others. The fantasy story is framed by shots of an old dude (Peter Falk)
reading the tale to his grandson (Fred Savage). That device could have
become tiresome and cloying, and while I honestly could have lived without
it, I found it worked acceptably well.
One of the more pleasant surprises I took from TPB related to the
quality of the performances - most were quite good. Cary Elwes made a
terrifically dashing hero, a factor his work has lost over the years as he's
turned into something of a schlub. Chris Sarandon and Christopher Guest
both are fine as our conniving villains, and Mandy Patinkin was almost a
revelation as Inigo Montoya; I've absolutely loathed Patinkin for years, but
he seemed absolutely fantastic in this role. His performance was witty,
thrilling and poignant, and you just don't know how much I hate to
admit that about something Patinkin did. But I have to acknowledge it: he's
the best thing about this movie.
The above-cited actors got the spirit of the piece right; they combined
earnestness with the correct measure of campiness. Patinkin's acting seemed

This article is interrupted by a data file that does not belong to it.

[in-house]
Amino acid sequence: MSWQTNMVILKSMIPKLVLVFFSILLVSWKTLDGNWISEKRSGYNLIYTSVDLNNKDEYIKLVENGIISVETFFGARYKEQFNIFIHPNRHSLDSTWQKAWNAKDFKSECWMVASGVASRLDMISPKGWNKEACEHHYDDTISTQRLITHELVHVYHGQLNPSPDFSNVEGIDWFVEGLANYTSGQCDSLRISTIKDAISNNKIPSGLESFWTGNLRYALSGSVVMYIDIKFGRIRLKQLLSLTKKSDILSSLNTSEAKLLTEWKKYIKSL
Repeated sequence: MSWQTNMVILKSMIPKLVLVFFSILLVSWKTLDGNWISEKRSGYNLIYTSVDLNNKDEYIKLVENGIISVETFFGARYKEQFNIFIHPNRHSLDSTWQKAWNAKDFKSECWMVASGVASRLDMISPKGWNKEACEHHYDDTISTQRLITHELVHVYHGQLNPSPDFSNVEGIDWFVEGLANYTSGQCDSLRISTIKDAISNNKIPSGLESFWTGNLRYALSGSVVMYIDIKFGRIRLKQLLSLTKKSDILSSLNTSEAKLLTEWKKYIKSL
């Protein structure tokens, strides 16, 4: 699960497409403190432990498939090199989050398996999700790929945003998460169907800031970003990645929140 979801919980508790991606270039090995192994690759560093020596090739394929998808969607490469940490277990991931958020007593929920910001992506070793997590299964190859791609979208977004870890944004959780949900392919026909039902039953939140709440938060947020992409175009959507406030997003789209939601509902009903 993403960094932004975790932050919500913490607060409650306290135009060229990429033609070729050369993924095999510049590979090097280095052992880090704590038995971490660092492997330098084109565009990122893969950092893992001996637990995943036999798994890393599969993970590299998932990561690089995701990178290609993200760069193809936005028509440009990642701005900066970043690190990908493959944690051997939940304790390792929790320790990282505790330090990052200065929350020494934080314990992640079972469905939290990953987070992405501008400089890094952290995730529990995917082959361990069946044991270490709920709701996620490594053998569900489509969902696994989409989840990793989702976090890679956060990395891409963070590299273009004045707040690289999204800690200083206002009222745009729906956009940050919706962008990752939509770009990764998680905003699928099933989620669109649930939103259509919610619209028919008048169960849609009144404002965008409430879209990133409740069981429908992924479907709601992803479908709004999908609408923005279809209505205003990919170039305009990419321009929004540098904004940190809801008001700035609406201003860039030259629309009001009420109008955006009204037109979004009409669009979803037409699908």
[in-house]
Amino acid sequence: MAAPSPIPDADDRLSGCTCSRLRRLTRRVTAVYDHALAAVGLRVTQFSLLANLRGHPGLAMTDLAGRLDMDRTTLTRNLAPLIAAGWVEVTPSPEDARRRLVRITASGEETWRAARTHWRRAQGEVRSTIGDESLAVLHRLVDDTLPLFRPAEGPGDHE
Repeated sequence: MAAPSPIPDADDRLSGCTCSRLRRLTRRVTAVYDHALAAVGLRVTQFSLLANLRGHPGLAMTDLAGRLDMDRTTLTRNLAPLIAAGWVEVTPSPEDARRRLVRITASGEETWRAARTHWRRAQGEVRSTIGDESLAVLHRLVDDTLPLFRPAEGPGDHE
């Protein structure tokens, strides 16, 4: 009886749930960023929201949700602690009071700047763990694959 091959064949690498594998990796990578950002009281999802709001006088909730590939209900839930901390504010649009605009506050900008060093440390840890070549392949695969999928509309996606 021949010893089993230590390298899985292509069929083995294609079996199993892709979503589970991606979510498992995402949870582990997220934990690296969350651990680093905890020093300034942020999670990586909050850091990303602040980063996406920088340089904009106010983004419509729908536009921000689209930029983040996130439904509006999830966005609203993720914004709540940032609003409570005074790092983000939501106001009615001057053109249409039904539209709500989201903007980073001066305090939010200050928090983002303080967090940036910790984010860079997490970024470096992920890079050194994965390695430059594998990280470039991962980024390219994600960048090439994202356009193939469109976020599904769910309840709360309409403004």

to channel Father Guido Sarducci via Tony Montana in Scarface; I half-expected him to introduce me to his little friend.
As over the top as some of this could be, it fit nicely into the tenor of
However, not all of the performance shine. Wright seems drab and lifeless
as Princess Buttercup; she's a decently-attractive woman (though I admit she
doesn't do a lot for me) but her acting lacked any spirit. Although I like
Wallace Shawn, something about his performance here was genuinely
irritating. Granted, it was supposed to be that way, as his character is
more-than-slightly arrogant and obnoxious. However, Shawn's work rubbed me
the wrong way, and I really wish he'd toned down the schtick.
Finally, André the Giant fit his role in a physical sense, but the guy
couldn't act to save his life (which may be why he's no longer with us).
>From his stiff presence to his insanely-inarticulate speech - André makes
Mushmouth on Fat Albert sound like Olivier - the Giant is a bust. I
guess when you need a huge dude for your movie, you don't have many choices,
but André reached his peak when he played Sasquatch on The Secret of
Despite some of those performances, the good outweighs the bad in The